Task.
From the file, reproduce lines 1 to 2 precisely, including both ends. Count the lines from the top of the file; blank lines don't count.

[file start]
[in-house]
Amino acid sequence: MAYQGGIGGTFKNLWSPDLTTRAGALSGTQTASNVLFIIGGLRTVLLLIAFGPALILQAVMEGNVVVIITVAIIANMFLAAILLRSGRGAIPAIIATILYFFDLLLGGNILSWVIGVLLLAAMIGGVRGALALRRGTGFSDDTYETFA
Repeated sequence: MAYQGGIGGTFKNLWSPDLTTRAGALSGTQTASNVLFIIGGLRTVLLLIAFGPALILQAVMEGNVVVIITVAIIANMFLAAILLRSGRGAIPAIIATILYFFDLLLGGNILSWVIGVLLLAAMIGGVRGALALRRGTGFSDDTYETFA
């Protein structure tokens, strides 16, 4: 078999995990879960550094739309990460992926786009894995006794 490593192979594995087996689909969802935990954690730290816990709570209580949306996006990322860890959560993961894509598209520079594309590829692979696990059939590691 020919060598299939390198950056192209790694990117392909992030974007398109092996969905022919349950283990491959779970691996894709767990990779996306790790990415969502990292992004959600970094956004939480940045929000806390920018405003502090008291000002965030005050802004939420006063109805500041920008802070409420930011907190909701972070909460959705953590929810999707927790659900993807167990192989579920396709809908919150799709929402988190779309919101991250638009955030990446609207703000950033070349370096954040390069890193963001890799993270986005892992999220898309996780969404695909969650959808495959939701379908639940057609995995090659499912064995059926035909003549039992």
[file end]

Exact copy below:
[in-house]
Amino acid sequence: MAYQGGIGGTFKNLWSPDLTTRAGALSGTQTASNVLFIIGGLRTVLLLIAFGPALILQAVMEGNVVVIITVAIIANMFLAAILLRSGRGAIPAIIATILYFFDLLLGGNILSWVIGVLLLAAMIGGVRGALALRRGTGFSDDTYETFA